World Cup stadium construction delayed by strikes
JOHANNESBURG -- Construction of one of South Africa's 2010 World Cup stadiums will miss its completion deadline after hundreds of workers were fired for going on an illegal strike, a spokesman for the contractor said Thursday.
The delay comes ahead of Friday's start of ticket sales for world soccer's premier event, which is being held in Africa for the first time.
Eugene du Toit, a spokesman for the Mbombela Stadium Joint Venture, said the stadium in the eastern town of Nelspruit would not be completed by April as planned. Instead, it should be finished toward the end of the year, six months before South Africa is to stage the event.
No comment was immediately available from FIFA.
Stadium construction in South Africa has been plagued by delays and worker unrest, but fears that the venues would not be ready have eased with most construction on schedule.
Du Toit, from Basil Read construction company, said about 400 workers were dismissed on Monday after violating an agreement preventing them from striking.
Du Toit said workers were demanding a $7,000 bonus fee because the project was nearing completion, providing "quite a setback" in the building effort.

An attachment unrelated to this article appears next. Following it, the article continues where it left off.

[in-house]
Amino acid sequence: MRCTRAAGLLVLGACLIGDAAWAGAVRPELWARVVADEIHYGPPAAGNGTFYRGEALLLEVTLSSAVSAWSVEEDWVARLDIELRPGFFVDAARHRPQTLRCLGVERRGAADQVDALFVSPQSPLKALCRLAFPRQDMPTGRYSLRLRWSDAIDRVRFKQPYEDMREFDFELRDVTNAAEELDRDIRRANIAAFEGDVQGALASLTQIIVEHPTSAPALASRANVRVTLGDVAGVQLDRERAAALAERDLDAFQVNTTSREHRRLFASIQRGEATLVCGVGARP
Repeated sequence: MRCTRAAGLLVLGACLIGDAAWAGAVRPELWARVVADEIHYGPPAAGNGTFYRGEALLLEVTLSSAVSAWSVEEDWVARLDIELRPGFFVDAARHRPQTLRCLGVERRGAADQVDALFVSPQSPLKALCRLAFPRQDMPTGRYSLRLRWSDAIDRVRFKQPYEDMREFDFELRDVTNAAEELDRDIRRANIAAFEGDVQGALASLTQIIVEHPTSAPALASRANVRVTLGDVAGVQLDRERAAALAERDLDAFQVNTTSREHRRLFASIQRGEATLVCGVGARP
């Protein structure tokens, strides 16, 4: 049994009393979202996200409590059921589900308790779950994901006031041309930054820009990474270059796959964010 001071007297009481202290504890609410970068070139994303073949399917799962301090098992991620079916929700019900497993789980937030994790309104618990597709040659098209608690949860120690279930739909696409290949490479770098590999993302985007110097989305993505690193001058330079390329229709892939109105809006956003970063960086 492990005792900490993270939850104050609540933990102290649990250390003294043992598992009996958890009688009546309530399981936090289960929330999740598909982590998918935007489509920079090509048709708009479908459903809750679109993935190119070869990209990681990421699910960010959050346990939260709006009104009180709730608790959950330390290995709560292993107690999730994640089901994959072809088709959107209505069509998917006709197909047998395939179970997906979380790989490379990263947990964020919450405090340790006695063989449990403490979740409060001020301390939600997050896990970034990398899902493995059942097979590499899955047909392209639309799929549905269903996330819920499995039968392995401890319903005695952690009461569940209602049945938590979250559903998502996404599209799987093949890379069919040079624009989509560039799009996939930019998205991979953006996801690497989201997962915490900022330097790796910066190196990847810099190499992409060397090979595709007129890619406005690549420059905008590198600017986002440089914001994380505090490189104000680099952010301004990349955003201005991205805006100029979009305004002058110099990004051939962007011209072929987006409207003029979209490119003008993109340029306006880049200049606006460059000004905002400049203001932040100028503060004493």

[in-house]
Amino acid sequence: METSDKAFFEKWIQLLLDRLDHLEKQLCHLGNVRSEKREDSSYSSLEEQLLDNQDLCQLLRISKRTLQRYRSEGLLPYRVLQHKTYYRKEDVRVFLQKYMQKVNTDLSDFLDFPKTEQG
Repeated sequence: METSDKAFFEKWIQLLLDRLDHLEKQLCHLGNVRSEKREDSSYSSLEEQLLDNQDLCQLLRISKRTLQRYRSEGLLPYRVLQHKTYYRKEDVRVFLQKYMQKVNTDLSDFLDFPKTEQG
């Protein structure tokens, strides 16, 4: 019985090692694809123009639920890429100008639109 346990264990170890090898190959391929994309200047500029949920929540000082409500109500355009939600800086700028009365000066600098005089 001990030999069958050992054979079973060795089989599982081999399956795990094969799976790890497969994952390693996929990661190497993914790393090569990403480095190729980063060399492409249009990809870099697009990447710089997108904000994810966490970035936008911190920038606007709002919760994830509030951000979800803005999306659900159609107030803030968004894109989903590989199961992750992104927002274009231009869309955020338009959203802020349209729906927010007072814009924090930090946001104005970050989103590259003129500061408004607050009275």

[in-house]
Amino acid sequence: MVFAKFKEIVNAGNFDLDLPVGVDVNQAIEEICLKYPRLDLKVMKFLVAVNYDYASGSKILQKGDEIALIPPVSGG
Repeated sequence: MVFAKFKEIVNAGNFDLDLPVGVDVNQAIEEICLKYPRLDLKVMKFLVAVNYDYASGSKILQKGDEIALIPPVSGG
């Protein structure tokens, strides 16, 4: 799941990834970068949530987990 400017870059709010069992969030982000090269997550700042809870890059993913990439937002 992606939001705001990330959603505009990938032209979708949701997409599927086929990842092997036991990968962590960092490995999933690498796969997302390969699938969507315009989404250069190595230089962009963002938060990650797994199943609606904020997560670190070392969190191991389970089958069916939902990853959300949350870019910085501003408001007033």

Last year, FIFA president Sepp Blatter announced that more than 20,000 workers building South Africa's World Cup stadiums will get free match tickets.
FIFA has set aside cheaper tickets for the tournament, with 15 percent of the 3 million tickets expected to be sold at $20 -- well below the top price of $900. The low-priced tickets will be available only to those living in South Africa, a nation with high unemployment and poverty rates. The $20 is several times what South Africans pay for local soccer matches, but still affordable for many.
Other prices range from $80 to $600. Tickets for the event, to be held June 11-July 11 next year, will go on sale in several phases beginning Friday.
Organizers are optimistic about ticket sales but have expressed caution that the event may be affected by the global recession.
"I would be naive to suggest there will be no backlash as a result of the financial crisis that has spread round the globe," said David Will, chairman of the FIFA ticketing subcommittee, the South African Press Association reported Wednesday.
"But soccer fans are a funny breed who will go to South Africa come hell or high water if their own country qualifies for the World Cup," he said.